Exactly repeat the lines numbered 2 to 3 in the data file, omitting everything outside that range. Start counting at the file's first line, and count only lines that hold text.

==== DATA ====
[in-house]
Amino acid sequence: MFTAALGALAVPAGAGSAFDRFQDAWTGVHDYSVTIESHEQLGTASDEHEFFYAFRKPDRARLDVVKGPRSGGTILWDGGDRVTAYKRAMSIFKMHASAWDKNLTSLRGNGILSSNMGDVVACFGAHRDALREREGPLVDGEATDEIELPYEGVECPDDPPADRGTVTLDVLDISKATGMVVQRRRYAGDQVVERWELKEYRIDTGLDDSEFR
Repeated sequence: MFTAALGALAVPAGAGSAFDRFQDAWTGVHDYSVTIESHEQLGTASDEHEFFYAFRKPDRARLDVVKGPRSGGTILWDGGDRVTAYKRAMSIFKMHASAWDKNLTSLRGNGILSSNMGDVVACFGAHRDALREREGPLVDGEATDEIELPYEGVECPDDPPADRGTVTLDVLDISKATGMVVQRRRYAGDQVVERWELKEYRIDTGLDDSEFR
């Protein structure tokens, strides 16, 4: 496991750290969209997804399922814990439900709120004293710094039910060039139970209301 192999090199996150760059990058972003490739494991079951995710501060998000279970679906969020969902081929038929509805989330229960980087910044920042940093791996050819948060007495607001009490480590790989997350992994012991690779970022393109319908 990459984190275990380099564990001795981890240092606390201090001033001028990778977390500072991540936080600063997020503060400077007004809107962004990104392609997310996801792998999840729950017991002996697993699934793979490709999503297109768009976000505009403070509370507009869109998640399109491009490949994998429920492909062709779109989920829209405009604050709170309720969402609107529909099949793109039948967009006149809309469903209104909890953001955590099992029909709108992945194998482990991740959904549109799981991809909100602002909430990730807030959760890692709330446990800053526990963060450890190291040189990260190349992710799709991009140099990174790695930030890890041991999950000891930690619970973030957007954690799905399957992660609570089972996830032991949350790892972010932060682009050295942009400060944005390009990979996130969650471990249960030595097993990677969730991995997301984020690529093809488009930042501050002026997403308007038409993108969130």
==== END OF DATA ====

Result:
Amino acid sequence: MFTAALGALAVPAGAGSAFDRFQDAWTGVHDYSVTIESHEQLGTASDEHEFFYAFRKPDRARLDVVKGPRSGGTILWDGGDRVTAYKRAMSIFKMHASAWDKNLTSLRGNGILSSNMGDVVACFGAHRDALREREGPLVDGEATDEIELPYEGVECPDDPPADRGTVTLDVLDISKATGMVVQRRRYAGDQVVERWELKEYRIDTGLDDSEFR
Repeated sequence: MFTAALGALAVPAGAGSAFDRFQDAWTGVHDYSVTIESHEQLGTASDEHEFFYAFRKPDRARLDVVKGPRSGGTILWDGGDRVTAYKRAMSIFKMHASAWDKNLTSLRGNGILSSNMGDVVACFGAHRDALREREGPLVDGEATDEIELPYEGVECPDDPPADRGTVTLDVLDISKATGMVVQRRRYAGDQVVERWELKEYRIDTGLDDSEFR